Investment Company Act of 1940 - Rule 12b-1 and Section 18(f), 22(d) and 48(a)
E*TRADE Securities, LLC
November 30, 2005
By letter dated November 28, 2005, you request that we clarify certain statements we made in Edward Mahaffy (pub. avail. March 17, 2003) (the "Mahaffy Letter") concerning the proposal of a registered representative of a broker-dealer to rebate to its customers a portion of the Rule 12b-1 fees that it received from open-end investment companies ("funds").
E*TRADE Securities LLC ("E*TRADE") and E*TRADE Clearing LLC ("E*TRADE Clearing") are registered broker-dealers.1 You state that E*TRADE has entered into agreements with numerous funds and their affiliated persons pursuant to which E*TRADE is paid 12b-1 fees authorized pursuant to the funds' 12b-1 plans for providing services that are primarily intended to result in the sale of the funds' shares. You further state that certain funds also pay fees to E*TRADE for providing administrative services; those fees may or may not be paid pursuant to 12b-1 plans.
You state that E*TRADE currently offers rebates with respect to more than 5,000 funds under its rebate program (the "Program"), and you state that E*TRADE developed the Program to: (1) attract new customers to E*TRADE; (2) attract additional fund assets from its existing customers who have accounts elsewhere; and (3) provide a "persistency bonus" for customers who maintain active accounts at E*TRADE.2 As described in greater detail in your letter, E*TRADE pays rebates on a semi-annual basis to each customer ("Eligible Customer") who: (1) had an active E*TRADE brokerage account or individual retirement account with E*TRADE (either, an "E*TRADE Account") at the end of the relevant period; and (2) held shares of funds included by E*TRADE in the Program in his or her E*TRADE Account at any time during that period. E*TRADE includes in the Program all funds available through its mutual fund supermarket and from which E*TRADE receives 12b-1 fees and/or administrative fees ("Program Funds") except any funds that are affiliated persons of E*TRADE.3
You state that E*TRADE pays a rebate to each Eligible Customer based upon the aggregate amount of 12b-1 fees and/or administrative fees that E*TRADE receives as a result of Program Fund shares held by an Eligible Customer in his or her Eligible Customer Account during the relevant semi-annual period. You further state that E*TRADE will pay the rebate regardless of whether the Eligible Customer purchased Program Fund shares through his or her E*TRADE Account or transferred such shares to the E*TRADE Account from an account with another broker-dealer. You also state that E*TRADE pays the rebates out of its general assets, but that the amount is computed based on 12b-1 fees and administrative fees attributable to the Eligible Customer's E*TRADE Account for ease of calculation and clarity to the customer. In some cases, you note that a rebate paid to a particular Eligible Customer may exceed the 12b-1 fees and administrative fees received by E*TRADE and attributable to that customer's E*TRADE Account during the relevant period.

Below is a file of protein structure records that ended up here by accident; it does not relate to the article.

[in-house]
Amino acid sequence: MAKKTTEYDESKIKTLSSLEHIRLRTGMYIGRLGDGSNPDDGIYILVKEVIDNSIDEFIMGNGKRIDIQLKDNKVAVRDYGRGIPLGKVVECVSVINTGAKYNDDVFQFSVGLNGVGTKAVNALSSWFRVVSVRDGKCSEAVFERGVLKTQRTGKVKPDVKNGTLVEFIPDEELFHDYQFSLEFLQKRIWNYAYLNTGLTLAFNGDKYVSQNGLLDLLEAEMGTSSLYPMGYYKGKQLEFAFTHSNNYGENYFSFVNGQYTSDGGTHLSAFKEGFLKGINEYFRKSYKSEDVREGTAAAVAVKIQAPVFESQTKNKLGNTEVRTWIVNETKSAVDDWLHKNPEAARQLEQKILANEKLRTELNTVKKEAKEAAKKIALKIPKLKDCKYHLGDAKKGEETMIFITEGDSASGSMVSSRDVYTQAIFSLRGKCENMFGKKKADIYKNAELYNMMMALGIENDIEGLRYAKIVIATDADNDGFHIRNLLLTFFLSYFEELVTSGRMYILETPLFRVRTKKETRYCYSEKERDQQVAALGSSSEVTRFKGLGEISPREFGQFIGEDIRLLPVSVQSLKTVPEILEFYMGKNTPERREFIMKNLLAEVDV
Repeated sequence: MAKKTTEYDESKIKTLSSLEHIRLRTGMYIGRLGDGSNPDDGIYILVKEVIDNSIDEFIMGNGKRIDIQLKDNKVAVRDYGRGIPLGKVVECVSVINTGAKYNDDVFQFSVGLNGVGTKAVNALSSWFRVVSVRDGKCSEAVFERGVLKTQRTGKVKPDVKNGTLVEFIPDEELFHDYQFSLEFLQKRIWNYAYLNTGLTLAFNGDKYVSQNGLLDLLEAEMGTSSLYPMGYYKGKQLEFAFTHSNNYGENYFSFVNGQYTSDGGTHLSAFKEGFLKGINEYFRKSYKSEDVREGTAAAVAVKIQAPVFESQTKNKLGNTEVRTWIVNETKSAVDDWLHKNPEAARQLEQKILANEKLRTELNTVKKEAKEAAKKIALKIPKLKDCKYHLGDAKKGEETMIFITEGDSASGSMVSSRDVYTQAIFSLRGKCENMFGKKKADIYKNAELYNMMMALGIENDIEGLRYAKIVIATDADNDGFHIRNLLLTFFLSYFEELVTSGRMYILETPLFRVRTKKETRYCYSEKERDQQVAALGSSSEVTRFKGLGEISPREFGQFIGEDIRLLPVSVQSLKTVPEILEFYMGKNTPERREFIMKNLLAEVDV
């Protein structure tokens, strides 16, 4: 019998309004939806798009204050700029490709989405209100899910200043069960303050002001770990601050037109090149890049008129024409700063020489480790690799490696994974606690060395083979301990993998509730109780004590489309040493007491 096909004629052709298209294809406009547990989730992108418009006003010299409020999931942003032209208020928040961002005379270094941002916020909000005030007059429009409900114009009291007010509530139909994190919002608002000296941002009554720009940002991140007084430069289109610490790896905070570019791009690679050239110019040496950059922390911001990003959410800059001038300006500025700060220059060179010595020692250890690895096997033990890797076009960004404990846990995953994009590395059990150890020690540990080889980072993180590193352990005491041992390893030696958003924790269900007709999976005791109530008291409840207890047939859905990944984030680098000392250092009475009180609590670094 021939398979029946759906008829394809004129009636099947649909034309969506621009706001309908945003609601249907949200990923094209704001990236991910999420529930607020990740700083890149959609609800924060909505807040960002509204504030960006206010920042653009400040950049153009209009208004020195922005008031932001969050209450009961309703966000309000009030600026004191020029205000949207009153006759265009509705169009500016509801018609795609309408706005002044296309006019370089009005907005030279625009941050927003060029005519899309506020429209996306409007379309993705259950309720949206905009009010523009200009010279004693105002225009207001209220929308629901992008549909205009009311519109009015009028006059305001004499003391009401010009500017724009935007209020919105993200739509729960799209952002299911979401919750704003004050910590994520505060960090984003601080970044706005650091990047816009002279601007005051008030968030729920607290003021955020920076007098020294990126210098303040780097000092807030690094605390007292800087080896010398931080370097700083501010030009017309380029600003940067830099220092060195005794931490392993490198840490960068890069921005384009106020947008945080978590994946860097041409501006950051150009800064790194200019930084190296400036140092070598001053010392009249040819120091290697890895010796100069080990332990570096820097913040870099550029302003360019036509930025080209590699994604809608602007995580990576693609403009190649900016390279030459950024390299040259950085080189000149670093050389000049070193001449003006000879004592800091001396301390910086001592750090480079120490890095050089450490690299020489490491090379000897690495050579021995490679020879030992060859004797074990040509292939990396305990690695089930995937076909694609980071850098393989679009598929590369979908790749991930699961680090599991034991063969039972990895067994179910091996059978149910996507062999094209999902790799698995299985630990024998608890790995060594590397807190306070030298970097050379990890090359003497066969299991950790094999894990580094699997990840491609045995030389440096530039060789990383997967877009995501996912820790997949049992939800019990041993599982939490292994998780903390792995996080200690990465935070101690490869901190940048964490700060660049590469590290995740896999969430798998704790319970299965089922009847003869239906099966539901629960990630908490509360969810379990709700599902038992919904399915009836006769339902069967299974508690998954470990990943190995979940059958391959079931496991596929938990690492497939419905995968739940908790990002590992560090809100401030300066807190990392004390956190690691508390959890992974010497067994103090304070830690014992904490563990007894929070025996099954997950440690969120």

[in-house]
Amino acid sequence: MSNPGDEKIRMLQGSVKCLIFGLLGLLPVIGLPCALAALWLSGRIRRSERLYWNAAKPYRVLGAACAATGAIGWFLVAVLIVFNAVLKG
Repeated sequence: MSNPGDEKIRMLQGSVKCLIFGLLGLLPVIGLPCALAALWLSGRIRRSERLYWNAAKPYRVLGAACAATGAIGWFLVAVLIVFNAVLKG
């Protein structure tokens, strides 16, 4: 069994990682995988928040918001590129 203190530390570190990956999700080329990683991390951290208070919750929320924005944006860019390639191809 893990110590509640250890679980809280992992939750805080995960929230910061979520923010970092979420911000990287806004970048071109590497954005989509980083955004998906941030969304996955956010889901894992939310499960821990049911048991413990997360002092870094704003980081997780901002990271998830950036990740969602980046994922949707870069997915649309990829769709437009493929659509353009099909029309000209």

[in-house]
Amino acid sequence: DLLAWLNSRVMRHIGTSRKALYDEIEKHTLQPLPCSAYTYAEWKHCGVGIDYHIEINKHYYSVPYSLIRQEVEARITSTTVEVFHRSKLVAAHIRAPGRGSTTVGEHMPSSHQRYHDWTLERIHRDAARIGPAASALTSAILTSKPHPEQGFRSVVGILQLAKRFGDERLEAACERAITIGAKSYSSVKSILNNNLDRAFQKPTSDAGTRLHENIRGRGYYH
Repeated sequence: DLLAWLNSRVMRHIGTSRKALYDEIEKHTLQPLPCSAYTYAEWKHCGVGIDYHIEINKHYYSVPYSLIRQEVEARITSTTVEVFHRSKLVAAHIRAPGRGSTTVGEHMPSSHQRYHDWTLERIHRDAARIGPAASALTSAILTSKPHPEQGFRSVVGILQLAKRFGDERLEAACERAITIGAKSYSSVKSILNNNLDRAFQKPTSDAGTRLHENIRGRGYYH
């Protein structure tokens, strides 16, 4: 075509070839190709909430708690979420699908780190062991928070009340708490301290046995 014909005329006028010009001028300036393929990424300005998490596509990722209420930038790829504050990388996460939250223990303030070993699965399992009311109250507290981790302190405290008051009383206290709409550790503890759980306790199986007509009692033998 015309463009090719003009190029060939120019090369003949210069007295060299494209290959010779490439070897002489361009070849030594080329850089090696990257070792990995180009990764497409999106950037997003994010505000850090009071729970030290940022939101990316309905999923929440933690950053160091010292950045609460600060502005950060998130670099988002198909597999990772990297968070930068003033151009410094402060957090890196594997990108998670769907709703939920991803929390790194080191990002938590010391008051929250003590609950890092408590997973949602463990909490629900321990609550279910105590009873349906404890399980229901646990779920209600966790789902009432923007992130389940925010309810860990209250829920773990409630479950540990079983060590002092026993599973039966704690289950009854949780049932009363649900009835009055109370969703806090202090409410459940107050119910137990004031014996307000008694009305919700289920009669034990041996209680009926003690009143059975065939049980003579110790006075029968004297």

You state that E*TRADE developed and operates the Program in its sole discretion, completely independently of any funds or fund affiliate, and that E*TRADE is not and will not be affiliated with a Program Fund or with any affiliate of such a fund. You also state that E*TRADE is not seeking and will not seek any approval from a fund or any of the fund's affiliates before rebating any fees to Eligible Customers. You further state that the Program is not and will not be the subject of any agreement or arrangement, written or otherwise, between E*TRADE and a Program Fund or any affiliate of such a fund. E*TRADE, however, may notify a fund, as well as its sponsor, investment adviser and principal underwriter, that the fund will be included in the Program. Upon inquiry, E*TRADE also will provide information to a fund and its principal underwriter about the extent to which E*TRADE rebates to its customers 12b-1 fees paid to it by the fund.